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Since the1990’s peace research has witnessed the rise of conflict transformation as one of its key ideas. This paper explores how Buddhism can contribute to conflict transformation by examining how Buddhist ideas of the human mind can complement contributions from Western peace/conflict analysis.
BY DR JUICHIRO TANABE | AUGUST 05, 2013
It might be odd to examine a complementary relationship between conflict transformation and Buddhist ideas of human mind. However, there is a small but growing body of academic literature on non-Western contributions to the conceptualization of peace and conflict. Further, as Ramsbotham et al argue, in contemporary peace research, various values and wisdom from around the globe should be appreciated and, if necessary, a complementary relationship between them needs to be explored to promote shared understanding of the virtue to address unjust social/global structures and achieve harmonious human relationships.
Therefore, the main goal of this paper is neither to show superiority of Buddhist ideas of human mind for peace and conflict analysis nor to replace basic ideas of conflict transformation with Buddhist ones. Rather, by proposing new ideas of human mind, it seeks to expand the purview of conflict transformation itself, which would enable us to build new theoretical perspective and even practical methods in the long run.
To this end, three sections form this paper. The first part critically examines the basic features of conflict transformation and uncovers problems facing contemporary conflict transformation enterprise. The paper especially critiques and problematizes the underdevelopment of qualitative arguments of the potential of the individual mind for conflict transformation. The second section expounds the Buddhist analysis of human mind and delves into its understanding of the dynamics of peace/conflict. Finally, the third section explores how an expanded view of human mind can contribute to qualitatively enriching the discourse on peace for future conflict transformation enterprise.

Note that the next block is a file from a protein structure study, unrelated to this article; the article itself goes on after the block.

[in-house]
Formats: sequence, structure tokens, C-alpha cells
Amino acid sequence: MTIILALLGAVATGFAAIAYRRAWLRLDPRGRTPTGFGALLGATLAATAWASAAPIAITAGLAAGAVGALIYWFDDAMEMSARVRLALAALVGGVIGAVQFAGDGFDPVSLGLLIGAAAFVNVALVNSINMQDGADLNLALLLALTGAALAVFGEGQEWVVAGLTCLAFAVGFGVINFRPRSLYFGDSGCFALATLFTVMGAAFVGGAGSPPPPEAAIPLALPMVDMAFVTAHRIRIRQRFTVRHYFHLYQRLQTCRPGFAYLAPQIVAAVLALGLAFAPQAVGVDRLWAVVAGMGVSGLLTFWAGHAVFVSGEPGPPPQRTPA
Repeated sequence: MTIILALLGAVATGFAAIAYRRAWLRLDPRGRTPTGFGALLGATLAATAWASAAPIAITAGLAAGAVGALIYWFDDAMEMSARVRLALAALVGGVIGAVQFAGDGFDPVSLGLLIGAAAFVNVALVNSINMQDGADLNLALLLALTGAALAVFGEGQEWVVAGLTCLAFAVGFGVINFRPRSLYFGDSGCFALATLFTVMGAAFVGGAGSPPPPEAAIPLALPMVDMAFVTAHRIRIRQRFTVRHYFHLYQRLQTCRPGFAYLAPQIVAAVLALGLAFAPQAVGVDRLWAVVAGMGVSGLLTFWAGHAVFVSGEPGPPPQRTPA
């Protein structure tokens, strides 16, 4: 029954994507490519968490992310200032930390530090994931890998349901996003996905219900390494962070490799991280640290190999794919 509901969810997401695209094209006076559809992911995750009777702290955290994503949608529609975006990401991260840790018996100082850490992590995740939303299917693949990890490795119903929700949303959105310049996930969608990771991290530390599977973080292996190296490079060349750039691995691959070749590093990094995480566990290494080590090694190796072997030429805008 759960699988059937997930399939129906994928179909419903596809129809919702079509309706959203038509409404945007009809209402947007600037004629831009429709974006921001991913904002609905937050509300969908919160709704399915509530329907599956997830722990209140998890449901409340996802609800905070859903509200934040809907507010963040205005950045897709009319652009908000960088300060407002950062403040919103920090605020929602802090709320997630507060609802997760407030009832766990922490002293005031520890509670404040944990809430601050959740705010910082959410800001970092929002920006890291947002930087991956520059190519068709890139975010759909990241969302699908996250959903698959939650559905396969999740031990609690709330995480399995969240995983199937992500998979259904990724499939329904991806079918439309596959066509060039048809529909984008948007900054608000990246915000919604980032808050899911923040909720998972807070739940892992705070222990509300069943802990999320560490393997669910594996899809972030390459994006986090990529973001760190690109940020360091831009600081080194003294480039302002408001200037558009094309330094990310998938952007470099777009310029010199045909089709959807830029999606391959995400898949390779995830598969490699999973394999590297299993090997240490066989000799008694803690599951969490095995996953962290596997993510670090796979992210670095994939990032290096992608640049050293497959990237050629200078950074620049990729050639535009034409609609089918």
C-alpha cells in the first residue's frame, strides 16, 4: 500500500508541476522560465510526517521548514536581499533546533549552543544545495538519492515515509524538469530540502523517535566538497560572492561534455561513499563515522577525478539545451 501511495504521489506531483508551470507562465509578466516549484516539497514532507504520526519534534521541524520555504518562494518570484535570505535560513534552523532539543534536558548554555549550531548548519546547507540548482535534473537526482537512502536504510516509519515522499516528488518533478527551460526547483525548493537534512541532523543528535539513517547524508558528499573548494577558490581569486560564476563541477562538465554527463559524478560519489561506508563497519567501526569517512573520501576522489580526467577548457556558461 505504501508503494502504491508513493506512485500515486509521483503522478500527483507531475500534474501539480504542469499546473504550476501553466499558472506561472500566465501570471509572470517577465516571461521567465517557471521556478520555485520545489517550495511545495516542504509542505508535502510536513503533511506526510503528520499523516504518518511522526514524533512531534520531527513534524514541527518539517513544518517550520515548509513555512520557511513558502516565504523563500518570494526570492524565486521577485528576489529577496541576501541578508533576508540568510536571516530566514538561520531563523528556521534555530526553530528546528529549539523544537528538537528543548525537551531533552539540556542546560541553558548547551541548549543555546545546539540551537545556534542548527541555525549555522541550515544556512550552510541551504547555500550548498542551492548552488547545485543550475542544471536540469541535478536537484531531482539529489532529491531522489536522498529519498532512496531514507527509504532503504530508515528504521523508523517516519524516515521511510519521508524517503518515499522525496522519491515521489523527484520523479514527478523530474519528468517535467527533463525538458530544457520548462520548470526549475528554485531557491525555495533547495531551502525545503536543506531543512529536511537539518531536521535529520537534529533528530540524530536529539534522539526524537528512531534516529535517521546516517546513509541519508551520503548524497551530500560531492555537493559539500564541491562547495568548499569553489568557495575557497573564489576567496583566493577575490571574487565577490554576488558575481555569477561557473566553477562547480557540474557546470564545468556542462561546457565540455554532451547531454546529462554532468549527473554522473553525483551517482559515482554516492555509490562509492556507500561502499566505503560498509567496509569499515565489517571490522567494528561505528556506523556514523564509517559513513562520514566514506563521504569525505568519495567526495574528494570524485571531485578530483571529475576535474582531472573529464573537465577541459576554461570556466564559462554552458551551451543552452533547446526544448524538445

The central aim of Buddhism founded by Gautama, the Buddha, who “was led to philosophizing by an intense longing for the eradication of suffering” is to examine and address the problem of suffering. Especially, it analyses and overcomes psychologically-oriented suffering by means of the eradication of its cause based on the doctrine of the Four Noble Truths.
Furthermore, there are three schools of Buddhism – Theravada, Mahayana, and Vajrayana – and each of them further has sub-schools that have respectively developed distinct teachings and cultures along with the shared objective, that is, the eradication of suffering. As it is beyond the scope of this paper to analyse all of those schools in detail and to take up all their teachings to examine their contributions to conflict transformation, the paper employs the teachings of Mahayana Buddhism for the discussion. However, though it embraces Mahayana Buddhist philosophy, this paper recognizes and appreciates other schools’ rich teachings and cultures.